• the Foreign Feeder Fund will have an investment adviser that is a Control Affiliate of the Master Fund Adviser and Master Fund Principal Underwriter;
  • to the extent the Feeder Fund Adviser is not registered under the Advisers Act, such Feeder Fund Adviser must make its books and records with respect to the activities of the Foreign Feeder Fund available to the SEC and its Staff, designate the Master Fund Adviser as its agent for service of process in the U.S. with respect to the Foreign Feeder Fund, and consent to the jurisdiction of the U.S. courts and the SEC with respect to its activities in connection with the Foreign Feeder Fund;
  • the Foreign Feeder Fund will be organized in, and regulated under the laws of, jurisdictions whose securities regulators have entered into a cooperation agreement with the SEC; and
  • no Foreign Feeder Fund will offer or sell its securities in the U.S., either publicly or privately, or sell its securities to any "U.S. person," as defined in Rule 902(k) of Regulation S; each Foreign Feeder Fund's transactions with its shareholders will be consistent with the definition of "offshore transactions" in Rule 902(h) of Regulation S; and no Foreign Feeder Fund, Feeder Fund Adviser, Foreign Principal Underwriter, any of their respective affiliates, or any person acting on be half of any of the foregoing, will engage in any "directed selling efforts, " as defined in Rule 902(c) of Regulation S, with respect to securities of the Foreign Feeder Fund in the U.S.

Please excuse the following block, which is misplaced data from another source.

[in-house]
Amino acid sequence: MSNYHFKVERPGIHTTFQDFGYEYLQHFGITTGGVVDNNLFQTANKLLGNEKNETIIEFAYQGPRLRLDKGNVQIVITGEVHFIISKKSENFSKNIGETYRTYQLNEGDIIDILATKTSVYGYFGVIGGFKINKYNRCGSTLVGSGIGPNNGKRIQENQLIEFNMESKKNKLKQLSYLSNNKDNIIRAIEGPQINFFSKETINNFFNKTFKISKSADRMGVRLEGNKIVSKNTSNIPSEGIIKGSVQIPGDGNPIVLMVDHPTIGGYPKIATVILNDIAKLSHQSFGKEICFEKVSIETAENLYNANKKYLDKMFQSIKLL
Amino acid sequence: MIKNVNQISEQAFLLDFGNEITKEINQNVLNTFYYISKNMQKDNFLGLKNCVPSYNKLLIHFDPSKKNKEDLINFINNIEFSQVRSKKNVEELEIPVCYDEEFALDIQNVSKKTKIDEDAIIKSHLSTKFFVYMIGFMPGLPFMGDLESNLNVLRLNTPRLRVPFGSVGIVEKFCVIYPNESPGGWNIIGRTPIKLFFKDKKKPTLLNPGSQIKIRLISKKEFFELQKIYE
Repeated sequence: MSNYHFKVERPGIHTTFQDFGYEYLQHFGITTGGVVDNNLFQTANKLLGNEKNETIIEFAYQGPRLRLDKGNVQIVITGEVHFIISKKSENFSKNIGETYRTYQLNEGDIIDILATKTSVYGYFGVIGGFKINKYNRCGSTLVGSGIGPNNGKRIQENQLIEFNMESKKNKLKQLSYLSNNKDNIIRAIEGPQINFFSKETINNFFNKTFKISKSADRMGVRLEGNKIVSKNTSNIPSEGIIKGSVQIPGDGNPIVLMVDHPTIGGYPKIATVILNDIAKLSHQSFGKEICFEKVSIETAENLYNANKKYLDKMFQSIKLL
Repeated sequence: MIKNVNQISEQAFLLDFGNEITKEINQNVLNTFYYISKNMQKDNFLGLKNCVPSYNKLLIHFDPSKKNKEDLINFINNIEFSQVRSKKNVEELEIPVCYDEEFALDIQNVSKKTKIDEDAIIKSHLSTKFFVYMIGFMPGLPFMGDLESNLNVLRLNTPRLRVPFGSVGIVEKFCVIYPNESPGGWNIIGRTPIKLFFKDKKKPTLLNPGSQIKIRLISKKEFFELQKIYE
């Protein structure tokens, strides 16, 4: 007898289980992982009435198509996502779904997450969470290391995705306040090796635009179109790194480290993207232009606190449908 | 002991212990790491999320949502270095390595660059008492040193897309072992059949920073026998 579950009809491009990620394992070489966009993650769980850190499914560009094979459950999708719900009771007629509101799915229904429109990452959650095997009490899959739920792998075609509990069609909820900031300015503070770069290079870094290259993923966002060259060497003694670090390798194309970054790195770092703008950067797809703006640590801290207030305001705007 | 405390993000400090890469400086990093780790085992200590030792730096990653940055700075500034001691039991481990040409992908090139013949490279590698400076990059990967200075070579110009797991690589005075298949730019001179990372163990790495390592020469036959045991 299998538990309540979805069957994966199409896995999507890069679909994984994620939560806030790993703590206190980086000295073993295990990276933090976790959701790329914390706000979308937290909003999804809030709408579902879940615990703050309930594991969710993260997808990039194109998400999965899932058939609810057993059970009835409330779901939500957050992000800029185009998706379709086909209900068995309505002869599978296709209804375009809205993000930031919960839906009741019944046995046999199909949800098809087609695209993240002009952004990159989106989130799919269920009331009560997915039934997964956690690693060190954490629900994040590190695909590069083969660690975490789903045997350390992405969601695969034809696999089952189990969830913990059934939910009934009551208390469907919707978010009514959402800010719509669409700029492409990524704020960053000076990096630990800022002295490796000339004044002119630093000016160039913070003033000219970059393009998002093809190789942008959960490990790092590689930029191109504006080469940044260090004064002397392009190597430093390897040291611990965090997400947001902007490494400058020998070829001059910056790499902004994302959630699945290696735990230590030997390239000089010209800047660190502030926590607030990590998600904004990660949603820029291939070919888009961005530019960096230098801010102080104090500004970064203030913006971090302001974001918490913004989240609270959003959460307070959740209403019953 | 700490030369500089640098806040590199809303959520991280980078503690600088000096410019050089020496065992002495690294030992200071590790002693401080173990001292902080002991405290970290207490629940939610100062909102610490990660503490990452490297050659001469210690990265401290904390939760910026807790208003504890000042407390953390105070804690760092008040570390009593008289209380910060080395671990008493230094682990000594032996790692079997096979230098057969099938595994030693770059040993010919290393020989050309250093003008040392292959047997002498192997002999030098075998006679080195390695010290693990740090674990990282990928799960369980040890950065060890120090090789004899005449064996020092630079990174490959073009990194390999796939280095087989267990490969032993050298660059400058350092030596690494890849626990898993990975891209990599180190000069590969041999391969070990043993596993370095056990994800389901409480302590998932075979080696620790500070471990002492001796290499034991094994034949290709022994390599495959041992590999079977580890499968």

The No-Action Letter is available at: https://www.sec.gov/divisions/investment/noaction/2017/dechert-030817-12d1.htm.

SEC Issues Proposal Requiring Use of Inline XBRL Format for Mutual Fund Risk/Return Summaries